Joseph Winn MSW, LICSW, CST
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Teaching and Workshop Experience

Elders have sex too! Discussing sexual history, health needs and practices with LGBT elders and those that have same sex sexual partners: May 14, 2014. LGBT Elders in an Ever Changing World. Collaborative effort sponsored by The LGBT Ageing Project, North Shore Elder Services and Salem State University School of Social Work. Salem, MA. A common issue faced by many elders is the ageist assumption that they are not sexual beings with needs, desires and practices that reflect a lifetime of erotic experience. This is particularly true for LGBT elders who often feel a need to hide their sexuality as a means to protect themselves from institutionalized homophobia, bi-phobic and transphobic providers and the assumptions of family members that they are heterosexual. This workshop was designed to assist those who work with elders to avoid colluding with silencing their clients by inviting the worker to challenge attitudes and beliefs that de‐sexualize elders while providing an opportunity to develop new skills in discussing sexual history as a health assessment and STI/HIV harm reduction strategies while also discussing sexual pleasure to deepen trust and connection when working with elder populations who may be LGBT or same sex partner involved.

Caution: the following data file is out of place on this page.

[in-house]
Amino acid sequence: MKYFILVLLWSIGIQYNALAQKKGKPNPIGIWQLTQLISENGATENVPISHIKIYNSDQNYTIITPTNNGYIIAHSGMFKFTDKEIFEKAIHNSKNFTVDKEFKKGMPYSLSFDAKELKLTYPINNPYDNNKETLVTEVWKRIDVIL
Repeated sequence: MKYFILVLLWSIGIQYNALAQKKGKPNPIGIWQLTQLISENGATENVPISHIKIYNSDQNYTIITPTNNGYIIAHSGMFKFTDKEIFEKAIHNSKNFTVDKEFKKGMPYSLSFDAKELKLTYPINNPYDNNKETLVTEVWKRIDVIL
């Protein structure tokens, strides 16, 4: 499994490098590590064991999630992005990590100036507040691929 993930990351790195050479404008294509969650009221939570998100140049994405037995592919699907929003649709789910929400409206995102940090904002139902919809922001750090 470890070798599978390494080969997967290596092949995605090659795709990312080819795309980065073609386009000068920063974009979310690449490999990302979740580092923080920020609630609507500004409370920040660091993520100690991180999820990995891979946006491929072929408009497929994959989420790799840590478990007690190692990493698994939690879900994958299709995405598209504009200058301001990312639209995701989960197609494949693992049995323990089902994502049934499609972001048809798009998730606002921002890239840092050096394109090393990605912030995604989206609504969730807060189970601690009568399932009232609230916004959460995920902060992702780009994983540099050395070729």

Addressing the health care needs of lesbian, gay, bisexual and transgendered, populations. June 11, 2014. The Massachusetts College of Pharmacy Health Services School of Nursing. Worcester, MA. 2 hour program. This lecture was designed to introduce student nurses to incorporate the importance of recognizing and assessing the health care needs and sexual practices of their LGBTQQI patients from an informed, culturally competent and respectful health promotion framework. The primary organization of this program was consistent with The Department of Health and Human Services Healthy people 2020 initiative.  

Assessing Problematic Sexual Behavior in Clinical Practice: July 9 & 16, 2014. Lynn Community Health Center. This 3-hour course is designed to assist clinicians working with inner city populations to develop assessment and intervention skills in working with client’s presenting with problematic sexual behaviors. Specific topics discussed in this course include developing awareness of personal biases and assumptions regarding “sexual health”, recognizing normative variances in human sexuality and incorporating sexual health assessment skills with all clients in psychotherapy. Specific skill developing will focus on working clinically with individuals, couples and families presenting with problematic sexual behaviors while utilizing a trans-theoretical, harm reduction focus, to begin creating behavioral, systemic and personal changes to regain control over ones sexual activities and practices.